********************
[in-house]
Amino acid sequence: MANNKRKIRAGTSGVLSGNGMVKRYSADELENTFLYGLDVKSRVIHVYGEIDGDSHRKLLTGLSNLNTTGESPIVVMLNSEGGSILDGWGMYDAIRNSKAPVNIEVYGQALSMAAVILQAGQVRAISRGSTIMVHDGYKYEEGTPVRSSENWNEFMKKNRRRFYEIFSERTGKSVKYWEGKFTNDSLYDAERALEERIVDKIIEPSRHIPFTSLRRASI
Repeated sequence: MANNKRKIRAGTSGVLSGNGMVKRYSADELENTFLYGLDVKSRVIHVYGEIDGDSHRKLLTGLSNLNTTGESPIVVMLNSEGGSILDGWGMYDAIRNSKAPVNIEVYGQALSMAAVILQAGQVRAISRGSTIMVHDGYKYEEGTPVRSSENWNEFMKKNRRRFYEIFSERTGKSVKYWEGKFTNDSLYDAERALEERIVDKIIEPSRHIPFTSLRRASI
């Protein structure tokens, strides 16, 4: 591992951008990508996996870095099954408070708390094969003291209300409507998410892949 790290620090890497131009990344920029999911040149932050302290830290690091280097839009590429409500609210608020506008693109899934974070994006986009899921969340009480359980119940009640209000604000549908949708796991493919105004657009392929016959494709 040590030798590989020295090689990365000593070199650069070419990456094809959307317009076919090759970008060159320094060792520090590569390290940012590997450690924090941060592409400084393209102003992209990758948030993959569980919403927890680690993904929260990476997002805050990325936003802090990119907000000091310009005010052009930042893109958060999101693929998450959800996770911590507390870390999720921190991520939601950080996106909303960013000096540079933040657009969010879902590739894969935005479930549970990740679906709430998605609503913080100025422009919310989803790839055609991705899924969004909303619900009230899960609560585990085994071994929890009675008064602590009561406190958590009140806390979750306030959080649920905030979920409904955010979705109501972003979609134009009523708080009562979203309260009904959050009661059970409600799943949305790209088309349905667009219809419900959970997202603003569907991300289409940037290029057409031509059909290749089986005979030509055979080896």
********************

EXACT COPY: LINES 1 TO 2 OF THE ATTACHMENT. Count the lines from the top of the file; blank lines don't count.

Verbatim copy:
[in-house]
Amino acid sequence: MANNKRKIRAGTSGVLSGNGMVKRYSADELENTFLYGLDVKSRVIHVYGEIDGDSHRKLLTGLSNLNTTGESPIVVMLNSEGGSILDGWGMYDAIRNSKAPVNIEVYGQALSMAAVILQAGQVRAISRGSTIMVHDGYKYEEGTPVRSSENWNEFMKKNRRRFYEIFSERTGKSVKYWEGKFTNDSLYDAERALEERIVDKIIEPSRHIPFTSLRRASI